Part one discussed the many plastic palettes on offer, indeed many were omitted, but suffice to say a huge range costs from as little as 50p upwards to near £30 ($42), the majority under £20 ($28). They are freely available from art shops and the large mail order specialists. I also covered the cheaper empty metal palettes, again freely available via mail order, with the largest and dearest upwards of £30 ($42). What you pick is a matter of personal choice depending upon cost and how you paint. Obviously large flat or round brushes and large washes call for a large pallette, or deep enamel pans of various sorts.Plein air painting needs a smaller more convenient palette, although Mel Stabin uses his John Pike palette for all his painting, including plein air. See his setup in his Watson Guptill book `Watercolor, Simple, Fast and Focussed'.
Of these sorts my preference is the John Pike for studio work, although I use my Craig Young Paintbox and even the Sketcher's box, for virtually all my paintings, studio or plein air. I also like the Zoltan Szabo palette, albeit it is flimsy being vacuum formed. Other than that I would opt for a large empty metal box and fill it with half and full pans.
My Craig Young Palettes. Two in British Racing Green the other brass.
The same palettes open. The Palette Box is yet to be christened.
Craig Young palettes are very expensive. That is a given so either many artists cannot afford to pay so much or prefer to have a cheaper option. I don't disagree with that as buying them is something of an indulgence, although many top professional artists have one or other and many serious amateurs. Charles Reid, who previously used a Holbein now has at least four from Craig Young and personally requested he make the Sketcher's box. Judi Whitton has a Sketcher's Box with 20 wells instead of sixteen and I have a small four well extension to clip onto mine. Craig is open to special requests.
The discussion about Craig's boxes on Wetcanvas tilted towards buying one or other of the better quality `heavy duty' boxes, used by Winsor and Newton, complete with either half or full pans of paint. These boxes come at a high price, especially if you already have most of the colours. They are a great Xmas or birthday present! The question was asked were they available empty and soon information was flowing from posters giving the options. Some `professional' boxes are listed by the suppliers highlighted in Part one but tend to be isolated examples. What are the alternatives? There are two main ones, either from Holbein or made by the Italian metal working specialists Fome www.fome.it/.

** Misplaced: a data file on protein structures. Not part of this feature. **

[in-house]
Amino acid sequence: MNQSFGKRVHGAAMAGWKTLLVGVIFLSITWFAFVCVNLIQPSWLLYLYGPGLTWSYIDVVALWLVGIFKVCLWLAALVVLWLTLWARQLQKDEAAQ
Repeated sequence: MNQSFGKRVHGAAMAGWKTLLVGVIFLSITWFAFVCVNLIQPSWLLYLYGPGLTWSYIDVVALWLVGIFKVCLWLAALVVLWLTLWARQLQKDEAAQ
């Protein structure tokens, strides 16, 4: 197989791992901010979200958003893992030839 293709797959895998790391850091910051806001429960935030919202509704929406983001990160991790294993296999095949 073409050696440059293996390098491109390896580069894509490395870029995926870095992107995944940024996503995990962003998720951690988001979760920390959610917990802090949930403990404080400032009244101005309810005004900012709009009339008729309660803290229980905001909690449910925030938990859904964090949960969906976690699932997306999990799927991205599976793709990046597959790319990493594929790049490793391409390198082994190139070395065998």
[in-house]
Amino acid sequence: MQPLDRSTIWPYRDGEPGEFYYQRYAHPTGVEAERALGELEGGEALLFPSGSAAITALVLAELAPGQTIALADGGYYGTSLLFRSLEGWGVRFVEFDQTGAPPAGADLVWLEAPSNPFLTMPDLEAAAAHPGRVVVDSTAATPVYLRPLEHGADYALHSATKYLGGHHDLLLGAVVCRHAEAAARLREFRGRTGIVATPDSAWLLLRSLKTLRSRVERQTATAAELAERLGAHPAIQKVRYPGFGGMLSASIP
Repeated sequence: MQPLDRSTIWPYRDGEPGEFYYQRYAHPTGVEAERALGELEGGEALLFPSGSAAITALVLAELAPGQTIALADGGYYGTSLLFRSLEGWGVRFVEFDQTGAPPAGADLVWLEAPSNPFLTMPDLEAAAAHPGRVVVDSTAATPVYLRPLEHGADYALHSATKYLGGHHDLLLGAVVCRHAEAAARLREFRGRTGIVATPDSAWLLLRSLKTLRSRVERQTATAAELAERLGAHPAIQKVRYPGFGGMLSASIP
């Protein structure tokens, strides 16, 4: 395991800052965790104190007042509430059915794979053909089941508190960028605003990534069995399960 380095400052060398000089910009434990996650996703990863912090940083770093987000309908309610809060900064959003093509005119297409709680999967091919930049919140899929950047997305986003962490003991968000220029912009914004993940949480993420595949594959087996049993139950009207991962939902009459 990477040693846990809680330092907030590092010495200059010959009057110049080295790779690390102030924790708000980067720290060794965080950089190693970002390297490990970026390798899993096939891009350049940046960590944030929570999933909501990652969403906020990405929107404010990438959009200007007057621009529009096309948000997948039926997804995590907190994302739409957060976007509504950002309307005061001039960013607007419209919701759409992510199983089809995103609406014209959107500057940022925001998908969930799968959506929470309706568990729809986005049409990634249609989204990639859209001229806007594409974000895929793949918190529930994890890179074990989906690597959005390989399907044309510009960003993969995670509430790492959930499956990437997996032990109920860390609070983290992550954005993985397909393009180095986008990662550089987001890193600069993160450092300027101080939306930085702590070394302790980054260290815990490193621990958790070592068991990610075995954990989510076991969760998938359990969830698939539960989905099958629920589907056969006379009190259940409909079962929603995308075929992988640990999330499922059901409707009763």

In the UK Heaton Cooper http://www.heatoncooper.co.uk/ list 12 empty metal palettes, four from Holbein (250/350/500/1000) and four from an unidentified manufacturer (possibly Fome) that are `hand enamelled'. The remaining four are logo'd Scminke and are the lightweight sort. They are all very well illustrated on the website with plenty of information. Prices of the hand-enamelled models range from £18.45 (approx. $26) to £54.95 (approx.$75) with three having 12 half pan wells and one full pans. Heaton Cooper tend to be expensive and charge carriage extra. The other source is Jacksons http://www.jacksonsart.co.uk/ who have just added Holbein to their range, so new that they are not in the most recent catalogue. Search the website for `holbein palettes'. Prices are cheaper than Heaton Cooper and no carriage charges are applied if your total order exceeds £39 UK or £100 Europe. Other destinations ring for a quote. There may well be other sources but these are the only ones I know about as things stand. If further information comes to hand I'll post it.
In the USA one source of a heavy duty palette has been identified as Natural Pigments www.naturalpigments.com/detail.asp?PRODUCT_id=624-2096. This is a heavy duty box with 12 wells that sells at $57. According to Robert Armas, who has ordered one and is waiting delivery (delayed), the name Rublev, which appears on many of the products on the site, is involved and he suspects it could be Russian in origin rather then the Italian Fome. Actually it is listed as a Fome. I have not looked at any of the other major USA mail order specialists yet but I'd be surprised if names like Dick Blick, Jerry's, Cheap Joe's and Art Express had nothing similar to offer.
A final word. Look at this website http://www.greenandstone.com/. This old company are in Chelsea, London and sell, amongst other things, antique palettes. I'm not suggesting you buy one but have a look if you are interested . Not a Binning Munro nor a Roberson in sight however!